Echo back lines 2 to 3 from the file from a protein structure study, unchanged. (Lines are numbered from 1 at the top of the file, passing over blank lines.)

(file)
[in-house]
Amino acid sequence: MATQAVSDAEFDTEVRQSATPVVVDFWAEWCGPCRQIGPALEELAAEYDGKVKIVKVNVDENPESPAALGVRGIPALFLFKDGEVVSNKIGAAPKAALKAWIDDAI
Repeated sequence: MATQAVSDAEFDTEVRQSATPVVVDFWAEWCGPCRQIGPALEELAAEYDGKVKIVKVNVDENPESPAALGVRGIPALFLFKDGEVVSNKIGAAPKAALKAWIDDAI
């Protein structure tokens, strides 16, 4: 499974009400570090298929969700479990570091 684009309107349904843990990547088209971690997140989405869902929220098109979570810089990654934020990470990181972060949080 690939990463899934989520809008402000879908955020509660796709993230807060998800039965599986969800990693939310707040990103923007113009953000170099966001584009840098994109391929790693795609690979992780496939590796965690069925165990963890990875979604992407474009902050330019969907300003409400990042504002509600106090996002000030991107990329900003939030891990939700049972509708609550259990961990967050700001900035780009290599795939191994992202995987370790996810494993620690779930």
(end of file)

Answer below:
Amino acid sequence: MATQAVSDAEFDTEVRQSATPVVVDFWAEWCGPCRQIGPALEELAAEYDGKVKIVKVNVDENPESPAALGVRGIPALFLFKDGEVVSNKIGAAPKAALKAWIDDAI
Repeated sequence: MATQAVSDAEFDTEVRQSATPVVVDFWAEWCGPCRQIGPALEELAAEYDGKVKIVKVNVDENPESPAALGVRGIPALFLFKDGEVVSNKIGAAPKAALKAWIDDAI